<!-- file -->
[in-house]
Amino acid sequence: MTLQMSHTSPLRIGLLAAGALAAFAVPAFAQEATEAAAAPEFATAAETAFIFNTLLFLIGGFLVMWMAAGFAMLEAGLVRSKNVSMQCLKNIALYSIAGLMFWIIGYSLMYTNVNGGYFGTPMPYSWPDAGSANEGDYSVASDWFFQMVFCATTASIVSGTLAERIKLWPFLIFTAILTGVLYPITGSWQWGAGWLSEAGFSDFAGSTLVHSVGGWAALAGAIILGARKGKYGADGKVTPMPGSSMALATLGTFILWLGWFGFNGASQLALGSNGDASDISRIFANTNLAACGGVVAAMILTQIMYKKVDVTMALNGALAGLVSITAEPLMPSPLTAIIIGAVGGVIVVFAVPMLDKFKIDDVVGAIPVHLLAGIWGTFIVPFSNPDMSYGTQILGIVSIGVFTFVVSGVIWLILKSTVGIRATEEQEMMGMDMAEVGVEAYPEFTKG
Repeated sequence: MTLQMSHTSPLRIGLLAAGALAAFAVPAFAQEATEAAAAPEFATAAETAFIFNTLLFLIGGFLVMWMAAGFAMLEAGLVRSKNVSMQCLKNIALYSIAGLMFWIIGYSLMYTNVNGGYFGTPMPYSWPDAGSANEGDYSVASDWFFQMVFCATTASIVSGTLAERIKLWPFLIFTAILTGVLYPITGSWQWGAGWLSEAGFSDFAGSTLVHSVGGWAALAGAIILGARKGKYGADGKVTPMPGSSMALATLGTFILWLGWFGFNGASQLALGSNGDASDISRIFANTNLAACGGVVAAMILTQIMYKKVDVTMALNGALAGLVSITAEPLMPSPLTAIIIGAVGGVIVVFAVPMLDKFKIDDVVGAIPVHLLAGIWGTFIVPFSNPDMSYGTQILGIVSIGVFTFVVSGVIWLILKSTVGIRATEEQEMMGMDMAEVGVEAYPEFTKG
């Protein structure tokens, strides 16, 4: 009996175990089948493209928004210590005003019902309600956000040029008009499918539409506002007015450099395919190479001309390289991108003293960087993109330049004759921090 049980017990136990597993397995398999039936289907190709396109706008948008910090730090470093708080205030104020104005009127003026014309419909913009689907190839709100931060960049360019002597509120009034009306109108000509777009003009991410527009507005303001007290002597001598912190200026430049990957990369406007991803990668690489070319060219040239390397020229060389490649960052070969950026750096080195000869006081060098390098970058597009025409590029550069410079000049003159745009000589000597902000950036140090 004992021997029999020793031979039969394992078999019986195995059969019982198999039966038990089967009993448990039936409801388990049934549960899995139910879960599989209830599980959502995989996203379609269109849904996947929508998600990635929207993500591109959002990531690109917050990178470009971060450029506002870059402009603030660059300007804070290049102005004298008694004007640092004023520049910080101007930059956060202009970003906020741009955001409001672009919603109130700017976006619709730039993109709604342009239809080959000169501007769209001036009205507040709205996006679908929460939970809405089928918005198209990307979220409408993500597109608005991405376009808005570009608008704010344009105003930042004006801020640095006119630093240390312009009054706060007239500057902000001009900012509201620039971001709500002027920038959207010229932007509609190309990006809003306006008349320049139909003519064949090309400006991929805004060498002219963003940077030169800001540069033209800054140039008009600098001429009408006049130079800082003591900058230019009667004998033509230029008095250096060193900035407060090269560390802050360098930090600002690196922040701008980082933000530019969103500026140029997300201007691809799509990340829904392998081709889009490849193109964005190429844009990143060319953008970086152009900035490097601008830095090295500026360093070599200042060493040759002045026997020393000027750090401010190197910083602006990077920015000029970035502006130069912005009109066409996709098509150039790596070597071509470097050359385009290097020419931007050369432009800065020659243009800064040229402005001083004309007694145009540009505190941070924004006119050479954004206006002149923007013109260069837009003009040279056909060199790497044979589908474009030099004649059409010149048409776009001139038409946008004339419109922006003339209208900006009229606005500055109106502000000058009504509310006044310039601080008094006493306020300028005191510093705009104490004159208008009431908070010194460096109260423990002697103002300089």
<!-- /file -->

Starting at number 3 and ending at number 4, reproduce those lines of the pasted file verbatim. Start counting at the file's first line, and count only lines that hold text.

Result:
Repeated sequence: MTLQMSHTSPLRIGLLAAGALAAFAVPAFAQEATEAAAAPEFATAAETAFIFNTLLFLIGGFLVMWMAAGFAMLEAGLVRSKNVSMQCLKNIALYSIAGLMFWIIGYSLMYTNVNGGYFGTPMPYSWPDAGSANEGDYSVASDWFFQMVFCATTASIVSGTLAERIKLWPFLIFTAILTGVLYPITGSWQWGAGWLSEAGFSDFAGSTLVHSVGGWAALAGAIILGARKGKYGADGKVTPMPGSSMALATLGTFILWLGWFGFNGASQLALGSNGDASDISRIFANTNLAACGGVVAAMILTQIMYKKVDVTMALNGALAGLVSITAEPLMPSPLTAIIIGAVGGVIVVFAVPMLDKFKIDDVVGAIPVHLLAGIWGTFIVPFSNPDMSYGTQILGIVSIGVFTFVVSGVIWLILKSTVGIRATEEQEMMGMDMAEVGVEAYPEFTKG
């Protein structure tokens, strides 16, 4: 009996175990089948493209928004210590005003019902309600956000040029008009499918539409506002007015450099395919190479001309390289991108003293960087993109330049004759921090 049980017990136990597993397995398999039936289907190709396109706008948008910090730090470093708080205030104020104005009127003026014309419909913009689907190839709100931060960049360019002597509120009034009306109108000509777009003009991410527009507005303001007290002597001598912190200026430049990957990369406007991803990668690489070319060219040239390397020229060389490649960052070969950026750096080195000869006081060098390098970058597009025409590029550069410079000049003159745009000589000597902000950036140090 004992021997029999020793031979039969394992078999019986195995059969019982198999039966038990089967009993448990039936409801388990049934549960899995139910879960599989209830599980959502995989996203379609269109849904996947929508998600990635929207993500591109959002990531690109917050990178470009971060450029506002870059402009603030660059300007804070290049102005004298008694004007640092004023520049910080101007930059956060202009970003906020741009955001409001672009919603109130700017976006619709730039993109709604342009239809080959000169501007769209001036009205507040709205996006679908929460939970809405089928918005198209990307979220409408993500597109608005991405376009808005570009608008704010344009105003930042004006801020640095006119630093240390312009009054706060007239500057902000001009900012509201620039971001709500002027920038959207010229932007509609190309990006809003306006008349320049139909003519064949090309400006991929805004060498002219963003940077030169800001540069033209800054140039008009600098001429009408006049130079800082003591900058230019009667004998033509230029008095250096060193900035407060090269560390802050360098930090600002690196922040701008980082933000530019969103500026140029997300201007691809799509990340829904392998081709889009490849193109964005190429844009990143060319953008970086152009900035490097601008830095090295500026360093070599200042060493040759002045026997020393000027750090401010190197910083602006990077920015000029970035502006130069912005009109066409996709098509150039790596070597071509470097050359385009290097020419931007050369432009800065020659243009800064040229402005001083004309007694145009540009505190941070924004006119050479954004206006002149923007013109260069837009003009040279056909060199790497044979589908474009030099004649059409010149048409776009001139038409946008004339419109922006003339209208900006009229606005500055109106502000000058009504509310006044310039601080008094006493306020300028005191510093705009104490004159208008009431908070010194460096109260423990002697103002300089």